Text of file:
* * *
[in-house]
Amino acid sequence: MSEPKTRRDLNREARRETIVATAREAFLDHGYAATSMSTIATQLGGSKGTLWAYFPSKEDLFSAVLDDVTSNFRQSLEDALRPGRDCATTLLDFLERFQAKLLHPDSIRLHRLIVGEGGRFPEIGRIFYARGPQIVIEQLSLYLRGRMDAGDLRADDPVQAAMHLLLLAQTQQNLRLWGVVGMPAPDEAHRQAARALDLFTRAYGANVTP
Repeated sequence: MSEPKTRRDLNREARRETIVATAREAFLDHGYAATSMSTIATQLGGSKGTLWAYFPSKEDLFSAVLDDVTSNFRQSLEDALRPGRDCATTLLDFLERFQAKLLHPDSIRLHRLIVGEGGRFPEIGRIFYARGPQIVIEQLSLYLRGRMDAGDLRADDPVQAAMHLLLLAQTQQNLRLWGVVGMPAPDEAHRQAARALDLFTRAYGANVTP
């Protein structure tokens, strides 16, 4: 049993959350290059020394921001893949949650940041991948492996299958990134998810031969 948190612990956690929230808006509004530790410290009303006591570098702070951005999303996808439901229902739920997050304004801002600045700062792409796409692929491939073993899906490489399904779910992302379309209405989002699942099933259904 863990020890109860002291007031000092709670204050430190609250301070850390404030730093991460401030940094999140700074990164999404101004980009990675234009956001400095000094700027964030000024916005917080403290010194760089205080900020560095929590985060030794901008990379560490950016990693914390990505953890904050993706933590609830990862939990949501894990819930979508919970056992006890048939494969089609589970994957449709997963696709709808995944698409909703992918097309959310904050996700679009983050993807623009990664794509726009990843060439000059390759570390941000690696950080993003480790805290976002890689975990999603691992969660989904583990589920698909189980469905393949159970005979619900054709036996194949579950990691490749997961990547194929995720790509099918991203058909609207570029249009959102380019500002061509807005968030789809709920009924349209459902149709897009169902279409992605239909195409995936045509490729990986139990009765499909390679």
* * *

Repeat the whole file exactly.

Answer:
[in-house]
Amino acid sequence: MSEPKTRRDLNREARRETIVATAREAFLDHGYAATSMSTIATQLGGSKGTLWAYFPSKEDLFSAVLDDVTSNFRQSLEDALRPGRDCATTLLDFLERFQAKLLHPDSIRLHRLIVGEGGRFPEIGRIFYARGPQIVIEQLSLYLRGRMDAGDLRADDPVQAAMHLLLLAQTQQNLRLWGVVGMPAPDEAHRQAARALDLFTRAYGANVTP
Repeated sequence: MSEPKTRRDLNREARRETIVATAREAFLDHGYAATSMSTIATQLGGSKGTLWAYFPSKEDLFSAVLDDVTSNFRQSLEDALRPGRDCATTLLDFLERFQAKLLHPDSIRLHRLIVGEGGRFPEIGRIFYARGPQIVIEQLSLYLRGRMDAGDLRADDPVQAAMHLLLLAQTQQNLRLWGVVGMPAPDEAHRQAARALDLFTRAYGANVTP
């Protein structure tokens, strides 16, 4: 049993959350290059020394921001893949949650940041991948492996299958990134998810031969 948190612990956690929230808006509004530790410290009303006591570098702070951005999303996808439901229902739920997050304004801002600045700062792409796409692929491939073993899906490489399904779910992302379309209405989002699942099933259904 863990020890109860002291007031000092709670204050430190609250301070850390404030730093991460401030940094999140700074990164999404101004980009990675234009956001400095000094700027964030000024916005917080403290010194760089205080900020560095929590985060030794901008990379560490950016990693914390990505953890904050993706933590609830990862939990949501894990819930979508919970056992006890048939494969089609589970994957449709997963696709709808995944698409909703992918097309959310904050996700679009983050993807623009990664794509726009990843060439000059390759570390941000690696950080993003480790805290976002890689975990999603691992969660989904583990589920698909189980469905393949159970005979619900054709036996194949579950990691490749997961990547194929995720790509099918991203058909609207570029249009959102380019500002061509807005968030789809709920009924349209459902149709897009169902279409992605239909195409995936045509490729990986139990009765499909390679």